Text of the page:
The concept of a newsletter is a simple one. It is not flashy or overly creative, but for the library program it has been transformative. Currently, I send a monthly newsletter, which allows for a quick, effective, and easy way to share experiences that are happening in the library with my stakeholders. Here are four things that I have noticed when sharing a monthly newsletter.
Just like many library programs, my program has had a shift in what it represents and offers to students. A shift like this has to be shared, but culture takes time to change. Using a newsletter allowed me to share specific examples of what students were doing in the library. Additionally, these examples could be shared on a regular basis without it feeling forced. Over time, this allowed for people’s understanding of the library program to move beyond a place where students just checked out books. Instead, it became a place where reading, information literacy, and technology skills merge to benefit student learning.
Connection to Community
There is a section, in every newsletter, where events happening at public libraries are highlighted. This information allows people to realize what the public library can offer.
Parents, administrators, and teachers are all sent the newsletter on a monthly basis. What this allows others to see is the connections that the library skills have with their curriculum. Furthermore, collaborative lessons have been developed when teachers were inspired based on what was shared.
As a busy librarian, it is often hard to make time to reflect on what has been taught and what objectives students still need to learn. By writing a newsletter each month, it forces me to stop and identify what has been successful and how we should move forward.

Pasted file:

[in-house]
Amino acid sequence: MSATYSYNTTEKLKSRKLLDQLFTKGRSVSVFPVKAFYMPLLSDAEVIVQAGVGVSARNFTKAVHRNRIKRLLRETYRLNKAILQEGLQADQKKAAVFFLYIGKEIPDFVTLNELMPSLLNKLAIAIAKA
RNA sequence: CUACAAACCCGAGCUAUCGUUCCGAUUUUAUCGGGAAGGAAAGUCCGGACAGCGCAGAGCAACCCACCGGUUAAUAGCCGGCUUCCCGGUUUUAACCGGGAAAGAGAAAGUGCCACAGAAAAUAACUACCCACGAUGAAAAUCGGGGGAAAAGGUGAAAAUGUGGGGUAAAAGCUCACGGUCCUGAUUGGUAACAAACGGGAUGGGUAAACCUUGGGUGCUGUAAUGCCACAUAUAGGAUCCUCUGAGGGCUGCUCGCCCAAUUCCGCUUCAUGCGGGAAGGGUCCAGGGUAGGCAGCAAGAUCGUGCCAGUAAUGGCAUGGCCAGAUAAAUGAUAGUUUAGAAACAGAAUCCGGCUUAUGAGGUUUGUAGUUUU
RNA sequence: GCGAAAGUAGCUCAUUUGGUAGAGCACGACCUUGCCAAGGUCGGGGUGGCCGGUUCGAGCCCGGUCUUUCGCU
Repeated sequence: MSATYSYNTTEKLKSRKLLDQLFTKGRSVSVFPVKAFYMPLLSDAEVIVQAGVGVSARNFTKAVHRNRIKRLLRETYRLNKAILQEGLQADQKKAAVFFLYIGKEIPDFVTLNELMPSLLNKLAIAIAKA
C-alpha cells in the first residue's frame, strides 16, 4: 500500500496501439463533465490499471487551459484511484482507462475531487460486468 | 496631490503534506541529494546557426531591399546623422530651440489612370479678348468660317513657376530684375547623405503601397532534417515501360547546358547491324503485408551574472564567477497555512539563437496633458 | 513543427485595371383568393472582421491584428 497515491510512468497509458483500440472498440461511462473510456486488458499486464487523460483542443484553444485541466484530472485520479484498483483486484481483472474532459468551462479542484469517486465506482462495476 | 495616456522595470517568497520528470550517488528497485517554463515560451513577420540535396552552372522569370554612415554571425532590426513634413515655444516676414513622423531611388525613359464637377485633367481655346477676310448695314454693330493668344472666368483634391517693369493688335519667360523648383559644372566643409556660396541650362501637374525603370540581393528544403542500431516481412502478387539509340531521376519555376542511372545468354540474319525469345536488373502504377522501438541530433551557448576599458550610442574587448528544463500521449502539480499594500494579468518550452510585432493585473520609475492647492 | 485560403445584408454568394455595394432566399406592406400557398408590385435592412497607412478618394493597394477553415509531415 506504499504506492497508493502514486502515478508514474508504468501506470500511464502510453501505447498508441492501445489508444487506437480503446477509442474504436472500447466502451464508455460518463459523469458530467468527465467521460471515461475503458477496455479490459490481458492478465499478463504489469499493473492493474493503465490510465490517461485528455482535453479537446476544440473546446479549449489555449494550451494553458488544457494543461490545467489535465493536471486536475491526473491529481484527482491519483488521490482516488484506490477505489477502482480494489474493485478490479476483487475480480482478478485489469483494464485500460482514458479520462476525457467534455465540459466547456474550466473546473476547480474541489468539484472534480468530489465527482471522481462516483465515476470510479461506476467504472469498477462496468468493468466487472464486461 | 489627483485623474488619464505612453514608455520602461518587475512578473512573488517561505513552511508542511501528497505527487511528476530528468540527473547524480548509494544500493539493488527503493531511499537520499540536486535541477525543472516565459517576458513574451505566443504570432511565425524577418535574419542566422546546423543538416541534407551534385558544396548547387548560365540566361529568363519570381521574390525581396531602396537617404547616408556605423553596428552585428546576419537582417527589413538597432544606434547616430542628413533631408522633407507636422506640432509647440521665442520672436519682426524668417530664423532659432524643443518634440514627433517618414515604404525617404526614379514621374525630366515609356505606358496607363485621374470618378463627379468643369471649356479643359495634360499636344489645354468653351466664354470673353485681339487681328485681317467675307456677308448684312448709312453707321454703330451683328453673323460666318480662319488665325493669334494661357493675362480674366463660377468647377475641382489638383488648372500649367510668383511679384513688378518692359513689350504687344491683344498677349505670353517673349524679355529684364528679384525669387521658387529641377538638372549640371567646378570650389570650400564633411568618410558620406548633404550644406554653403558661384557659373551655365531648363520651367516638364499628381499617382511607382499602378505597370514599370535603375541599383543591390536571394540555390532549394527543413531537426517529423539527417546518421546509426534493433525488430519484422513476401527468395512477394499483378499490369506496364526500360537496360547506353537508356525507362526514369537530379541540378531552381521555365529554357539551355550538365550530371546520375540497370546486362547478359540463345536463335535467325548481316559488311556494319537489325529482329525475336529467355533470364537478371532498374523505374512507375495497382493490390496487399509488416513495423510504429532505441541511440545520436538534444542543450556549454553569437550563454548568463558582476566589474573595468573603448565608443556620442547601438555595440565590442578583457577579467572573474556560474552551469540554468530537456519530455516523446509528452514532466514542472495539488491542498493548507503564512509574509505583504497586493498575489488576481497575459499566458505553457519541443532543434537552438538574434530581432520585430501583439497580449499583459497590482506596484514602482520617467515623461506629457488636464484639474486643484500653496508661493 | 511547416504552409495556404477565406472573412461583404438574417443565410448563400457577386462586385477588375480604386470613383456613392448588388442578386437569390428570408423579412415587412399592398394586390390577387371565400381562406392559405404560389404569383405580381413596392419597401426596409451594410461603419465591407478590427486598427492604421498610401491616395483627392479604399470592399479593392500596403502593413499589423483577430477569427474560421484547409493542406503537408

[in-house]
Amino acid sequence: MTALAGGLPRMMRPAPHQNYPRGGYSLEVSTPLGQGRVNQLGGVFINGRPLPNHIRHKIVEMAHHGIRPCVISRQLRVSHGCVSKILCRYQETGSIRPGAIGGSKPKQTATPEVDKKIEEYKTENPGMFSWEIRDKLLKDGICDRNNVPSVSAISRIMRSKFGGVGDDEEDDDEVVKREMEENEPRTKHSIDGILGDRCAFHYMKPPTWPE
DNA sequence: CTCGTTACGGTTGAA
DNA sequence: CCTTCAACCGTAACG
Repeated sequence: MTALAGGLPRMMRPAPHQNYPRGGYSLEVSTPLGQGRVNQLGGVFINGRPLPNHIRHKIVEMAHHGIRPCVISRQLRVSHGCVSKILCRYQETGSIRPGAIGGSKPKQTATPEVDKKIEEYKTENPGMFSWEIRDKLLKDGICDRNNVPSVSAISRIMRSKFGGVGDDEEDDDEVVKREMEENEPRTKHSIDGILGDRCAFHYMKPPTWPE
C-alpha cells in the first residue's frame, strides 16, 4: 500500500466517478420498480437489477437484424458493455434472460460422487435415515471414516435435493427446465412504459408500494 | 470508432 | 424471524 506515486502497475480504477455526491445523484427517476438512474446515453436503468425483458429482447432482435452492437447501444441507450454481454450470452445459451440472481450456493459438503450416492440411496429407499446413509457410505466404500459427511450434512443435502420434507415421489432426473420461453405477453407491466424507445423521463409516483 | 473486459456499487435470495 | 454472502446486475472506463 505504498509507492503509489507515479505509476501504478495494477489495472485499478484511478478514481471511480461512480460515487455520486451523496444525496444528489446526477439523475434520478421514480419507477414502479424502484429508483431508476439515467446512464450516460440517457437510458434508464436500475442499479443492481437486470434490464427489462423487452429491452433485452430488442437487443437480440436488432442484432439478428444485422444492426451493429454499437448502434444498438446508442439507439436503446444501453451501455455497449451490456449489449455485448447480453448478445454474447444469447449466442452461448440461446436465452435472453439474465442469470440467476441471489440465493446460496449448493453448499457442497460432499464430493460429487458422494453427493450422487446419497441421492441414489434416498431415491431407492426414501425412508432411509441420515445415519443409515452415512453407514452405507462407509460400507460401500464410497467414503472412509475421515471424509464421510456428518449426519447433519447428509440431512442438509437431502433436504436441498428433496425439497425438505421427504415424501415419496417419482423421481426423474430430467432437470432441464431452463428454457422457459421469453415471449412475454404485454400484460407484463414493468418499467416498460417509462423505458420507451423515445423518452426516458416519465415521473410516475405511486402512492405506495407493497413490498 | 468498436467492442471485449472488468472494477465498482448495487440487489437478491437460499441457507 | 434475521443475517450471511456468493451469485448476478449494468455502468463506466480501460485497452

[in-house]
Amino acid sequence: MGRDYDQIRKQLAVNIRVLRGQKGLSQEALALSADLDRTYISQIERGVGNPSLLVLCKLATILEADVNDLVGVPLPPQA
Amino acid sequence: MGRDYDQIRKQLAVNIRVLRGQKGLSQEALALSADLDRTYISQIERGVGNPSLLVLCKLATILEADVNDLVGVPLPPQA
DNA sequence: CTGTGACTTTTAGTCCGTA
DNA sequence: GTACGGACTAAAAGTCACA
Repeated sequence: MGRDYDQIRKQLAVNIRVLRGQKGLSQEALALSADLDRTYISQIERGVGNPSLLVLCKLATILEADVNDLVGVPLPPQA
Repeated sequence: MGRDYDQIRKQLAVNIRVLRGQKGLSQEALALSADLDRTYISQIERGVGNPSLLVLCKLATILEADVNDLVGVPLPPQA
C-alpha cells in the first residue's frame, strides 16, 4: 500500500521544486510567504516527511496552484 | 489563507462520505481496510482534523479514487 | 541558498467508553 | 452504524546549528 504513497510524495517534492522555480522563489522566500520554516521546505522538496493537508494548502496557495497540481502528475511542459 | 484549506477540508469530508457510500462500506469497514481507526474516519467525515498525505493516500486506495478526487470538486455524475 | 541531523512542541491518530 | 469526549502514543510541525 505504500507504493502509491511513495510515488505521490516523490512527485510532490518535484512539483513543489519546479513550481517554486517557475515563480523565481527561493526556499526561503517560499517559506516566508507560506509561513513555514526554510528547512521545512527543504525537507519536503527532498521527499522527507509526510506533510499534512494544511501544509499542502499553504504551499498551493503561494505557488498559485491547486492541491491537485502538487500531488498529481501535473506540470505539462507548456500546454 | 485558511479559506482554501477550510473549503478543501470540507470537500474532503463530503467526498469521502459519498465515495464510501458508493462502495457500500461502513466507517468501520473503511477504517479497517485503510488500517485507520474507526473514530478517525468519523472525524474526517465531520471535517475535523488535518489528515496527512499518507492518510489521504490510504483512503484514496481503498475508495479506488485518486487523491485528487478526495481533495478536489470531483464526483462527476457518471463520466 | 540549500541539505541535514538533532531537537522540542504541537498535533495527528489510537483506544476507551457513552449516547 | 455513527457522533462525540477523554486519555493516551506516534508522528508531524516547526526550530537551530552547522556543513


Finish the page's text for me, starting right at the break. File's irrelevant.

These newsletters are created using Smore. Smore provides a link that can be sent easily through email. Smore is a great resource in that it is cheap, easy to use, and looks great when you are finished. I also love that it keeps track of data. I know how many people have looked at the site and how long they have spent reading the newsletter. It tells me what resources they have clicked on most. All of this information helps to determine what should be shared in the future.
The main point of all of this is that advocacy can take many forms, and this is just one that works for me. What works for you?
Author: Kelly Hincks
I am the librarian at Detroit Country Day Lower School in Bloomfield Hills, MI. I have worked as a librarian for the past nine years. I was a classroom teacher for four years prior to that. I have worked in charter, public, and private schools. My favorite thing about being a librarian is the opportunities I have to work both with students and teachers. I love the co-teaching opportunities and connections I have been able to make! I have served on AASL committees as a member and chair. I was most recently a member of ALA’s Ready to Code (RtC) Task Force.